In step 530, alternative synchronization signals are generated based on the DE signal received in step 510. An embodiment generating the alternative synchronization signals (de_hsync and de_vsync) is described above with reference to FIGS. 3 and 4. In step 550, the display timing signals (HDISP and VDISP) representing the time durations in which an active pixel and an active line are available is generated.
In step 570, the active pixel data elements are determined based on the display timing signals generated in step 550. In step 580, the images are generated based on the active pixel data elements determined in step 570.
As the DE signal usually tracks the active pixel data in display signals, the active pixel data elements may be accurately identified, and the images displayed in accordance with the present invention may lead to superior image quality.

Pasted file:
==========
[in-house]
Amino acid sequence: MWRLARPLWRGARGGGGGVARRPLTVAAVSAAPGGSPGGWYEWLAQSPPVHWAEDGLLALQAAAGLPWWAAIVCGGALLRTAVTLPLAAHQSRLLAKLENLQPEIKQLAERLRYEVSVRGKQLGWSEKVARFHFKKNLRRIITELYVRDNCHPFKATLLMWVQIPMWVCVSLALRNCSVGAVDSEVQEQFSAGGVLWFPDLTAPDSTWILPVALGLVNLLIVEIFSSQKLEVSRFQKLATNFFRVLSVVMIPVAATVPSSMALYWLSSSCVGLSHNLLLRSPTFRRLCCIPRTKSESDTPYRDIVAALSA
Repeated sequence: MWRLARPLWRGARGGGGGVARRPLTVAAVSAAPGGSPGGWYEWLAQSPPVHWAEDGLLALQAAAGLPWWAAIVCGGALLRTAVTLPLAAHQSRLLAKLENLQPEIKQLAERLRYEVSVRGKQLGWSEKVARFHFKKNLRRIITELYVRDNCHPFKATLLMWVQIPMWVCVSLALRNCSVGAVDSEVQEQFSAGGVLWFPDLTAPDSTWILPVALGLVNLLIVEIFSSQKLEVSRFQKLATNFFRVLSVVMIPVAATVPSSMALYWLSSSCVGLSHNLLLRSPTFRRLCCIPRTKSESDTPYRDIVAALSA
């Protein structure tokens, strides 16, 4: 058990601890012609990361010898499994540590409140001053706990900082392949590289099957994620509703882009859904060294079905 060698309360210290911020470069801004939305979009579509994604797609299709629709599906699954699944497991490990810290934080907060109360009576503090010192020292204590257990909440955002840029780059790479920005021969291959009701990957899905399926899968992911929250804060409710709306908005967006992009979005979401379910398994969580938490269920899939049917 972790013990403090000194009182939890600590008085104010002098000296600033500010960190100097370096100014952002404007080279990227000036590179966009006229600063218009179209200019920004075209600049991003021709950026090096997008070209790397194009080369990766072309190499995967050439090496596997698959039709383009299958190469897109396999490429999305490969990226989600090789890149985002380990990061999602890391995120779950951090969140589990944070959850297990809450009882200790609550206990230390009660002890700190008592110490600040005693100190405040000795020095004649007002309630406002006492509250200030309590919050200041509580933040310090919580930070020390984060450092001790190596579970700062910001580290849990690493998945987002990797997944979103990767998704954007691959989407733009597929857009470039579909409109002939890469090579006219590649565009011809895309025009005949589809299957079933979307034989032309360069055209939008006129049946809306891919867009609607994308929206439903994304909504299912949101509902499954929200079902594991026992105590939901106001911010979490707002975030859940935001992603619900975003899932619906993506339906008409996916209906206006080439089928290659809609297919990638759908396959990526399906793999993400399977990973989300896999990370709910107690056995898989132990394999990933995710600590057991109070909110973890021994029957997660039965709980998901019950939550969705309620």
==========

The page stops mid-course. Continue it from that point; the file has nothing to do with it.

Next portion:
While various embodiments of the present invention have been described above, it should be understood that they have been presented by way of example only, and not limitation. Thus, the breadth and scope of the present invention should not be limited by any of the above-described exemplary embodiments, but should be defined only in accordance with the following claims and their equivalents.
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|U.S. Classification||345/213, 348/464, 348/521, 345/87, 345/10, 348/538|
|Cooperative Classification||G09G5/003, G09G2310/08|
|Dec 19, 2000||AS||Assignment|
Owner name: GENESIS MICROCHIP CORP., CALIFORNIA
Free format text: ASSIGNMENT OF ASSIGNORS INTEREST;ASSIGNORS:SHU, HONGJUN;KOBAYASHI, OSAMU;WANG, WEN-JYH;REEL/FRAME:011376/0447;SIGNING DATES FROM 20001023 TO 20001024
|Apr 1, 2002||AS||Assignment|
|Feb 19, 2008||FPAY||Fee payment|
Year of fee payment: 4
|Feb 25, 2008||REMI||Maintenance fee reminder mailed|
|Jul 7, 2009||AS||Assignment|
Owner name: TAMIRAS PER PTE. LTD., LLC, DELAWARE
Free format text: ASSIGNMENT OF ASSIGNORS INTEREST;ASSIGNOR:GENESIS MICROCHIP (DELAWARE) INC.;REEL/FRAME:022917/0377
Effective date: 20090313
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Year of fee payment: 8